Florida Backcourt Key to NCAA Chances

Posted by Greg Mitchell on December 11th, 2015

Florida had a chance to make a statement on Tuesday night against a Miami team off to a flying start this season. A road win against an intrastate rival would have given new head coach Mike White his first marquee win since arriving in Gainesville. Florida had some momentum too, coming off a dominant performance in a victory over a solid Richmond team. But in the end, the Gators left south Florida with only another loss and a handful of questions. The most pressing of them: Are the Gators’ guards good enough to get them to the NCAA Tournament?

Florida's back court couldn't keep up with Sheldon McCellan and Angel Rodriguez in a loss to Miami (caneswarning.com).

Florida’s backcourt couldn’t keep up with Sheldon McCellan and Angel Rodriguez in a loss to Miami. (Photo: caneswarning.com)

Sheldon McClellan (24 points) and Angel Rodriguez (17 points) had big scoring nights for Miami but it’s hard to get worked up about great players getting their points. It’s not as hard, however, to expect the Gators’ backcourt to make up some of the difference with scoring on the other end. White said before the game that his team needed to take advantage of its open looks, but this simply didn’t happen — the Gators were 1-of-12 from three on the evening, and their two highest volume three-point shooters in the backcourt (Brandone Francis-Ramirez and KeVaughn Allen) are shooting a combined 20.0 percent from three-point range this season. After the game, White was left scratching his head. “We see it in practice,” he told GatorZone.com. “I don’t think we have a bunch of great shooters, but they’re better than this.” Compounding the shooting problem were several long, contested two-point jumpers from Francis-Ramirez and Allen late in the game when the Gators were desperate for points. Allen managed to convert one of these shots to cut the Miami lead to 10 points, but the Gators are desperately in need of sustainable scoring from their perimeter players.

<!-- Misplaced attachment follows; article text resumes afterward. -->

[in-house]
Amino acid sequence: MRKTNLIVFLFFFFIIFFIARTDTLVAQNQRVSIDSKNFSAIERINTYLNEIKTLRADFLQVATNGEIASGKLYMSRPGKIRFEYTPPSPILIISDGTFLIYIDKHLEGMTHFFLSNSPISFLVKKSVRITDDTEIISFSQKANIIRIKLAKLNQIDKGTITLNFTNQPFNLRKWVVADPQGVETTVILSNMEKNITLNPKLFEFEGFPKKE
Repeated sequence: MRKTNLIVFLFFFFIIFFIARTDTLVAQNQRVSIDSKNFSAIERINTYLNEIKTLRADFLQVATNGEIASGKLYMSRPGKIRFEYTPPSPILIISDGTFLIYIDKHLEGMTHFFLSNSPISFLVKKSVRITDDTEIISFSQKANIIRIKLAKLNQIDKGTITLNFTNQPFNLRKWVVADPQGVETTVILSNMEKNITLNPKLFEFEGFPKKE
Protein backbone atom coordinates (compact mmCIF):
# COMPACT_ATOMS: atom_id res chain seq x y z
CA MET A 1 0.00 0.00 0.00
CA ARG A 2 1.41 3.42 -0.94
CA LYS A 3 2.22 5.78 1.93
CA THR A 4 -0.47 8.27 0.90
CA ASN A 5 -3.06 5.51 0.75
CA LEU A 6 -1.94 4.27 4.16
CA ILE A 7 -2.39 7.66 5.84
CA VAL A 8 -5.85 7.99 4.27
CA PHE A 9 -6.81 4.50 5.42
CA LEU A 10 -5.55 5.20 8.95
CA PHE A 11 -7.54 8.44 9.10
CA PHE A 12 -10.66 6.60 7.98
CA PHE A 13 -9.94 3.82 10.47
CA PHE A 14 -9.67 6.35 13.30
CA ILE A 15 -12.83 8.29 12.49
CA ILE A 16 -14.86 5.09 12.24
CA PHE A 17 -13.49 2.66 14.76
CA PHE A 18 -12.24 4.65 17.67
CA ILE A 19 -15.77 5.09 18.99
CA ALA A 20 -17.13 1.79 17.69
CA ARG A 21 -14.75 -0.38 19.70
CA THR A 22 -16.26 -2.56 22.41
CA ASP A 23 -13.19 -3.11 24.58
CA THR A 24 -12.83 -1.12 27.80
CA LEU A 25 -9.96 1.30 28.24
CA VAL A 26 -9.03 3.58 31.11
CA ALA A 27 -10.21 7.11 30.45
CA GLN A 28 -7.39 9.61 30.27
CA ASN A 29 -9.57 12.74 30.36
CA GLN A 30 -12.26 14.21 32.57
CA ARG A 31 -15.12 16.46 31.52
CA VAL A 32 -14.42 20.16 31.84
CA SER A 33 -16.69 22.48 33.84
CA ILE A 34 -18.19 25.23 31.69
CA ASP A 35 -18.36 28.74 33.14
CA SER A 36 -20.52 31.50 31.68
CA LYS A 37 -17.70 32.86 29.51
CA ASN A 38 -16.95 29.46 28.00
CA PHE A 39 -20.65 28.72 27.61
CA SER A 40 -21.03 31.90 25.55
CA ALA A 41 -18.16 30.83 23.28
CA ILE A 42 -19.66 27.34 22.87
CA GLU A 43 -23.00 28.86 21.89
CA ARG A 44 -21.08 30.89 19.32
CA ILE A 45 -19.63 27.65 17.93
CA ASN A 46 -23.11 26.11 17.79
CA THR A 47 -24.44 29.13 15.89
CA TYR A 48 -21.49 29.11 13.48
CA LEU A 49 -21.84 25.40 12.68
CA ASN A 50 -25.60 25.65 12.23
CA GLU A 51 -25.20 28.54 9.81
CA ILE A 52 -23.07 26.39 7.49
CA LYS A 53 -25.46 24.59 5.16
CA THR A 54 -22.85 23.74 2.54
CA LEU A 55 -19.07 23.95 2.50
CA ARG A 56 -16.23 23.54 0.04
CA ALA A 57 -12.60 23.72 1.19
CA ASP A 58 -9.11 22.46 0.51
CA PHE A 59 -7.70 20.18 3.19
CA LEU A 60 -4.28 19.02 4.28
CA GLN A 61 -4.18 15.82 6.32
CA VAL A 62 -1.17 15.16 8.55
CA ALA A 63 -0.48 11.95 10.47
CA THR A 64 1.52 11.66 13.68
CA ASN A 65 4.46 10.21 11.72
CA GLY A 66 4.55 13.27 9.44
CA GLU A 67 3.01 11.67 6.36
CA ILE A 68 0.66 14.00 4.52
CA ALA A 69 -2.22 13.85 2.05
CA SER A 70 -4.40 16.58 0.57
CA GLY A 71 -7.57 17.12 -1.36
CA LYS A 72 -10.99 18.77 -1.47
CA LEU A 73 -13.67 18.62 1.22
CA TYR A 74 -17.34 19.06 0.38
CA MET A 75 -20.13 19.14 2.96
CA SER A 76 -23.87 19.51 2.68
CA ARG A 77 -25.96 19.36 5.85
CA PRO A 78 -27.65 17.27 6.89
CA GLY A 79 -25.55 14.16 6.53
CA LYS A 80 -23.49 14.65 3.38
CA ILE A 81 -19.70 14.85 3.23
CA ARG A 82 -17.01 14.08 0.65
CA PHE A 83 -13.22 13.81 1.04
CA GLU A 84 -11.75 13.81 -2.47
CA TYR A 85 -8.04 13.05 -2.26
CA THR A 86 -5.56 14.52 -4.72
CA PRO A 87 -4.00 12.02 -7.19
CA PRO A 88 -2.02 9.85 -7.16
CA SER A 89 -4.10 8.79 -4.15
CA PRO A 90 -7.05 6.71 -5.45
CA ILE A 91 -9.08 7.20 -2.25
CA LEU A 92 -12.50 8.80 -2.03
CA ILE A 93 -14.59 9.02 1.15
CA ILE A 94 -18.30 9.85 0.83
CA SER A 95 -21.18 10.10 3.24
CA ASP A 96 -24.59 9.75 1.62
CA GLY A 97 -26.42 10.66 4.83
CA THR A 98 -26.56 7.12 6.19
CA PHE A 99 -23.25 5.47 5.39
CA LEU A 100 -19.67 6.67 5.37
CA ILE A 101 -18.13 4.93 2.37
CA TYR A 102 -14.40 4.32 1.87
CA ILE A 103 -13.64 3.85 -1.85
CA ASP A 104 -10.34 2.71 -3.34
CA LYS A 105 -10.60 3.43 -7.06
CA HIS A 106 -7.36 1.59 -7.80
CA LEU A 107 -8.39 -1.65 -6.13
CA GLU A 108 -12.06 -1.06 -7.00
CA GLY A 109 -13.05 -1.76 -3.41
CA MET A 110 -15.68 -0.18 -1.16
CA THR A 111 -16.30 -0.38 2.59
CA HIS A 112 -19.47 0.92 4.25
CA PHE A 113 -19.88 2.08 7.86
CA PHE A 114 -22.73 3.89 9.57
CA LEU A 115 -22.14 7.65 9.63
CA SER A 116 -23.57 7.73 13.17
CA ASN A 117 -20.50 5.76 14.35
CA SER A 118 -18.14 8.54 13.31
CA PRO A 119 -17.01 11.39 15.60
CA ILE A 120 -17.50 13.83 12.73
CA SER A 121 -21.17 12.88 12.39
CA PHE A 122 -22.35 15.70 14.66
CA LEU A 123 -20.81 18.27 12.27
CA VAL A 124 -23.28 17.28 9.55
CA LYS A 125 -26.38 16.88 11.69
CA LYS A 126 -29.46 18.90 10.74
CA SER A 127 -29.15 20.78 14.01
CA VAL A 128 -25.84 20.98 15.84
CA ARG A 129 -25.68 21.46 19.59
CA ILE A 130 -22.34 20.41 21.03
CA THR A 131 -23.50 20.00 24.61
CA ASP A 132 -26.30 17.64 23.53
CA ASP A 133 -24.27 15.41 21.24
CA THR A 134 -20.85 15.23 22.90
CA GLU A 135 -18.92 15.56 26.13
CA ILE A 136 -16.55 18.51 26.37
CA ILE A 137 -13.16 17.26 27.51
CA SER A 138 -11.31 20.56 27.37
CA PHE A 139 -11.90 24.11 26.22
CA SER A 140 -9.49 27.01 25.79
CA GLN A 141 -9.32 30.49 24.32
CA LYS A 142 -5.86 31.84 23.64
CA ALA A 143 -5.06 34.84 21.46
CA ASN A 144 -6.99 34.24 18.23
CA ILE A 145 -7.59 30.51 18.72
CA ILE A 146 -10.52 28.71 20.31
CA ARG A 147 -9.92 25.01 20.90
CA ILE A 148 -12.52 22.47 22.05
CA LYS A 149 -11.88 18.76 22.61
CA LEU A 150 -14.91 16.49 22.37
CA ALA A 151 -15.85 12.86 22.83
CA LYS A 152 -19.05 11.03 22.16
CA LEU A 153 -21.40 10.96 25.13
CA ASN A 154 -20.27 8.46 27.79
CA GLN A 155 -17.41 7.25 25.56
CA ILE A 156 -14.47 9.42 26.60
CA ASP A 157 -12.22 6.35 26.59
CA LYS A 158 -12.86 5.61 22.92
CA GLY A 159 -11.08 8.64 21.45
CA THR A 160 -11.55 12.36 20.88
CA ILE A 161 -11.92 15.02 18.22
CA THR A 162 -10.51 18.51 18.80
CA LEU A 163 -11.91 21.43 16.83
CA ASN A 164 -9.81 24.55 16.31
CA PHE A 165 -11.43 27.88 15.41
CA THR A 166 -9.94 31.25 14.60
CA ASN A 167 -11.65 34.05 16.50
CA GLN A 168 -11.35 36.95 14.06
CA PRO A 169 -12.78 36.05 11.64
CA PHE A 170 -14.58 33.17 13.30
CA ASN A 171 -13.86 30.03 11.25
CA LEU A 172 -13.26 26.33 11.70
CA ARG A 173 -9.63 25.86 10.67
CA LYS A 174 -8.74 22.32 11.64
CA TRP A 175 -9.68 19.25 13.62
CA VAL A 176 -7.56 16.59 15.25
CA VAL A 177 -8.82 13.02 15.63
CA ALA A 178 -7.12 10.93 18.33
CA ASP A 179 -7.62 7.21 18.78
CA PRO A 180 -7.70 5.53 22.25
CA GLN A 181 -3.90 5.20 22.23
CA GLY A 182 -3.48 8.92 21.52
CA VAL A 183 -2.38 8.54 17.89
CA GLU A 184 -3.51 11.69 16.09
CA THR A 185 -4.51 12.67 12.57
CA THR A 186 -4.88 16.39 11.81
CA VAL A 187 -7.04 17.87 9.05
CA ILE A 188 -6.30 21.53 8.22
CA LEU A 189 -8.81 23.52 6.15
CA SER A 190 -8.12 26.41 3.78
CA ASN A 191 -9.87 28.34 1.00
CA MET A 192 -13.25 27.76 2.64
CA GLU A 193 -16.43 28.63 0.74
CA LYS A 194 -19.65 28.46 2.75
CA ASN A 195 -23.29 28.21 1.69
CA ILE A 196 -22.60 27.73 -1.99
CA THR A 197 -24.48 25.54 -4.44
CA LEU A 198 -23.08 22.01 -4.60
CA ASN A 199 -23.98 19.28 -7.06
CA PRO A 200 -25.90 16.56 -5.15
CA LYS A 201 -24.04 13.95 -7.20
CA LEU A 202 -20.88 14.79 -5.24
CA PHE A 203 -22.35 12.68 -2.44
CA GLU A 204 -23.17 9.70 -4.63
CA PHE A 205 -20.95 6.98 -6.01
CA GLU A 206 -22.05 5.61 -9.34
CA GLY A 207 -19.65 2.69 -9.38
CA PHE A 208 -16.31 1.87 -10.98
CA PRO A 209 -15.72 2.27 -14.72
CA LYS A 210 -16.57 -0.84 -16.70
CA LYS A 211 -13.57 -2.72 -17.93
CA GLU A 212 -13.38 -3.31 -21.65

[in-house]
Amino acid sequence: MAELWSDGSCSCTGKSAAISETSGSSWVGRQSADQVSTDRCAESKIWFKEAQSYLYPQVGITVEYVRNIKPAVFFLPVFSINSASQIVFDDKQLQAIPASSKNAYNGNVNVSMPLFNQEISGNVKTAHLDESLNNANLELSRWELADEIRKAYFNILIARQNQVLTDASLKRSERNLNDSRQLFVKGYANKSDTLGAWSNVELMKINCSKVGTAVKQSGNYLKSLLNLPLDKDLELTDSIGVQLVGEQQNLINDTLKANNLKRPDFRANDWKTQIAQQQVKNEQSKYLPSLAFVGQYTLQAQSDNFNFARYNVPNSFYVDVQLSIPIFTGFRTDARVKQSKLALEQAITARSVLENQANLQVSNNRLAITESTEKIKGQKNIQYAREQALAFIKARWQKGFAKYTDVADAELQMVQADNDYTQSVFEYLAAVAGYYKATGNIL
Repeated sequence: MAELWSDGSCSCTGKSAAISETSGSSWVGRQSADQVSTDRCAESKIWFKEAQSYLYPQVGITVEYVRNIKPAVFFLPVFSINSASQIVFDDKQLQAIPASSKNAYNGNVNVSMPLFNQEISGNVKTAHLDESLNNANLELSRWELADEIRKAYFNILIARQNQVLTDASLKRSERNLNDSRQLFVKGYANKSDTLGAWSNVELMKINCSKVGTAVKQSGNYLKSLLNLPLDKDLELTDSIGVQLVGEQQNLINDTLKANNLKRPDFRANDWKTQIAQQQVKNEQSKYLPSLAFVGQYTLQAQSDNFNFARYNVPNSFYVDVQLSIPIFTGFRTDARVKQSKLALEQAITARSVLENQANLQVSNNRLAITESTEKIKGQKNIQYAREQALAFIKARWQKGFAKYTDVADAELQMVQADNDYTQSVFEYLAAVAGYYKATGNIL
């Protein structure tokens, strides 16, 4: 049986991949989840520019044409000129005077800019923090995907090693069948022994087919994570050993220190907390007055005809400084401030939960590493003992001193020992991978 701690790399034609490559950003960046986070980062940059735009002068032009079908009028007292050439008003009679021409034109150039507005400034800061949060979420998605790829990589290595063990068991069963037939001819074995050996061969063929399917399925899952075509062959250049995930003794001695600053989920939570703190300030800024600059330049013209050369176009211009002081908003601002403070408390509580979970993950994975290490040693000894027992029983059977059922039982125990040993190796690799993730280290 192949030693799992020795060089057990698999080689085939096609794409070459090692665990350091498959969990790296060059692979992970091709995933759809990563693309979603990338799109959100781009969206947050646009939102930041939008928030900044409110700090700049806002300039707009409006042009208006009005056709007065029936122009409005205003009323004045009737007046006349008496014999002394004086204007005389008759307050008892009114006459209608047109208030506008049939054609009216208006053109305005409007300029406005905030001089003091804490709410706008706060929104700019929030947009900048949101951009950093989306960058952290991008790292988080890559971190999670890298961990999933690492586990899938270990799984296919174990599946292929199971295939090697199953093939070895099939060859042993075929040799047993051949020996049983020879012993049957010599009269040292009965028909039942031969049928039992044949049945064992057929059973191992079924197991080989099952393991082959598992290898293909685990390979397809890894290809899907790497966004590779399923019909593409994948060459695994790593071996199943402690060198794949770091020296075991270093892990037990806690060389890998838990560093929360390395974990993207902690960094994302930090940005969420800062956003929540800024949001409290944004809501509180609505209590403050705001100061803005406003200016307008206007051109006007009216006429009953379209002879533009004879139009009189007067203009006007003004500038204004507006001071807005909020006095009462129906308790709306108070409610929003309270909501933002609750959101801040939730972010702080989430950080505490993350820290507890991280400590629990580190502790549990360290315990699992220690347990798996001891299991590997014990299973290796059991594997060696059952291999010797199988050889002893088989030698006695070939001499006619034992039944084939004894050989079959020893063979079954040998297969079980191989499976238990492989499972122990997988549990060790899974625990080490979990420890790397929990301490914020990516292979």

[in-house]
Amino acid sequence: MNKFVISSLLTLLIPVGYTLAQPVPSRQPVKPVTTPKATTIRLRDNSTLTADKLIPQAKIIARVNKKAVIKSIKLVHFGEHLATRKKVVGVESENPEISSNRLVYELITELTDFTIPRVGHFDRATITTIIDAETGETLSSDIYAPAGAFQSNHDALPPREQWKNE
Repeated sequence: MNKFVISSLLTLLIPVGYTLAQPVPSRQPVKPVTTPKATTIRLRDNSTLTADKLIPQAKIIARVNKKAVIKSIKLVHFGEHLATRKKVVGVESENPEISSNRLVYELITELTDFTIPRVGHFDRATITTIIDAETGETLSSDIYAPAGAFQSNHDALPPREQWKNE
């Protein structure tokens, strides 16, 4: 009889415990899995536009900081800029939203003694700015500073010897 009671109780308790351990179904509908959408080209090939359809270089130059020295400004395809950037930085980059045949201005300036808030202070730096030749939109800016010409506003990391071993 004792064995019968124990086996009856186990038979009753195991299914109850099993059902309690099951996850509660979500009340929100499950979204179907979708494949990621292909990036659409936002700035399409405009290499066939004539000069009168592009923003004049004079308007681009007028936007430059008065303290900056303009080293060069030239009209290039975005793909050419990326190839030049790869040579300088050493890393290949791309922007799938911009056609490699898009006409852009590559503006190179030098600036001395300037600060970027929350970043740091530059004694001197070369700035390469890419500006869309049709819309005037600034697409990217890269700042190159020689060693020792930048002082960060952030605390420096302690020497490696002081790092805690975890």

There’s also the lingering issue of Florida’s point guard play, as Kasey Hill and Chris Chiozza combined for just four assists against five turnovers versus Miami. Hill spent an especially frustrating night in foul trouble, picking up fouls on several reckless plays that White couldn’t have been happy with. The Gators’ frontcourt is undeniably talented, but Devin RobinsonJohn Egbunu and Dorian Finney-Smith are not traditional back-to-the-basket post players. Generally speaking, all three are athletic bigs who would benefit greatly from a point guard who can consistently break down a defense to create offense around the rim. Neither Hill nor Chiozza are doing this right now. The jet-quick Hill has always had potential, but he’s now a junior and we are still talking about his potential. At this point in the season, White might be wise to consider using Finney-Smith as a point forward and run sets through him. The senior, who has logged the second most assists on the team this season, has been Florida’s most consistent playmaker.

It’s never too early to talk about the NCAA Tournament for a team that figures to be hanging around the bubble, but it’s hard to imagine Florida beating good teams given the lack of production it is currently getting from the backcourt. Offensive struggles there aside, Florida still has a lot going for it. The Gators defend at an elite level (currently third in defensive efficiency) and the frontcourt trio of Finney-Smith, Robinson and Egbunu is great. Texas A&M may have the personnel to match them and Kentucky will be tough inside with the expected development of Skal Labissiere, but the Gators should have a clear advantage down low in every other SEC game. This should allow Florida to pile up a healthy number of conference wins and stay in the NCAA Tournament discussion until March, but without better guard play, it shouldn’t shock anyone to find the Gators on the wrong side of the bubble on Selection Sunday.

Greg Mitchell (@gregpmitchell) (231 Posts)

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